If you are familiar with Scottish Director David Mackenzie’s early works, the outline of the film’s premise makes it fairly easy to see why he chose to bring Danish writer, Kim Fupz Aakeson’s screenplay to life. Mackenzie’s seminal works have laid the foundations for the new resurgence of Scottish film. While contemporary and far more mass appeal-centric Scotsman, Danny Boyle, enlivens his films with bold color, sharp edits, and a signature kinetic energy, Mackenzie chooses to wash his films in the rust of the Edinburgh shipping lanes, blanket them in the heavy slate sky of the highlands, and dampen each soul within his camera’s frame with the weight of the world. In films like Asylum and Young Adam his lens is a dystopian one, tackling a somber reality and exploring the depths of human weakness with an unflinching, if almost depraved honesty. Then, he went on to direct an Ashton Kutcher sex comedy. For that, we can forgive him, because Perfect Sense brings him back to form.

 

His fellow collaborators rise to the artistic merits of this piece as well. Cinematographer Giles Nuttgens (who we can all agree owes us many more great films like this to make up for lensing the worst film of all time, Battlefield Earth) gives this film a clarity and gentle depth of field that allows the viewer to sink into the story and goes on to highlight the emotional and psychological pay-offs of the dynamic plot. Composer Max Richter, one of the unsung stars of his craft, brings about a gentle piano score. It serves the story in the best possible way: never intruding, only elevating. Star Ewan McGregor also puts forth some of his best work to date. His previous collaboration with Mackenzie brought us Young Adam, and with the same visual tableau on display here, it could have been easy to start seeing shades of that unsettling character when this particular story deserved a much subtler approach. Eva Green is perfectly cast. Her striking features and cool, collected demeanor can sometimes be so visually arresting and emotionally blunt that she distracts. But here she plays to her natural strengths as an actress and serves as a bellwether for the societal apocalypse to come.

 

We follow these two characters, McGregor a chef, Green an epidemiologist brought to Scotland to study the mysterious illness, through the stages of breakdown, the loss of senses one by one. We see the world spiraling out of control through their heroic struggle to hold on, to enjoy a meal without smell or taste, to take the time to appreciate a church bell’s ringing or a child crying, knowing it may well be the last time they hear anything at all. Around them we see the slow breakdown of the human condition for some: rioting, chaos, the loss of will. But we also see reminders of our strengths. People dining out not for the food, but just for the pure experience of buying someone else a drink and being waited on. Or later in the film, lone citizens walking the streets after a riot, resetting bikes on their racks or stridently sweeping up glass shards; refusing to let the gradual loss of their senses define who they are as people.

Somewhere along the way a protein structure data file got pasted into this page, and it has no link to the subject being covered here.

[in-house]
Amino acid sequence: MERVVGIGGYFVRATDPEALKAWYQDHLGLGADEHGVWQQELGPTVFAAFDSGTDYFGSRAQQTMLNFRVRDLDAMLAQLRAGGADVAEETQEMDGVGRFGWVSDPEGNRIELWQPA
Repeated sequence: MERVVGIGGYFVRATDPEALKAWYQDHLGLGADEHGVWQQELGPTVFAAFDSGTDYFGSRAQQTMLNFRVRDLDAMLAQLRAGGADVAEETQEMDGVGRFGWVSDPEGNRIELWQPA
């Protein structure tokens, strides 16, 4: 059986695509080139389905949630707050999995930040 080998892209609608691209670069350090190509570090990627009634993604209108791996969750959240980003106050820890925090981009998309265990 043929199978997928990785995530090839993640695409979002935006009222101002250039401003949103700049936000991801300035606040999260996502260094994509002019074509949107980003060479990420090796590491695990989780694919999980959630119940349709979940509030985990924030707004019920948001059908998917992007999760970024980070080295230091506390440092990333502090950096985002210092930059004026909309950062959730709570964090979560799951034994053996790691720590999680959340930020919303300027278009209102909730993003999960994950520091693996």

The film itself makes several bold choices. When the pandemic begins to affect the sense of hearing, the sound drops out, and yes when the illness finally takes away one’s sight, the screen goes dark as well; but the film plays on. It’s a bit tough to describe any further, as that would be giving away too much. Remember, this is not about a film about curing disease; it is a film about who we are as people. Rather surprisingly considering his previous films and the dark subject matter her prefers to explore, David Mackenzie seems to think there is a lot to champion about humanity. Despite all our imperfections, there is a little spark of something pure and almost holy within each of us that isn’t defined by how we interpret the world, or, quite literally, how we sense it. It is a spark defined and strengthened by what we do. When everything else is going wrong around you and the world is slowly fading to dark, what one does in that exact moment is what defines a soul.

 

The film’s answer to that final question is a brilliant one, laced with raw emotion and with a finale that is sure to strike deeply into the heart of any lover of the human spirit.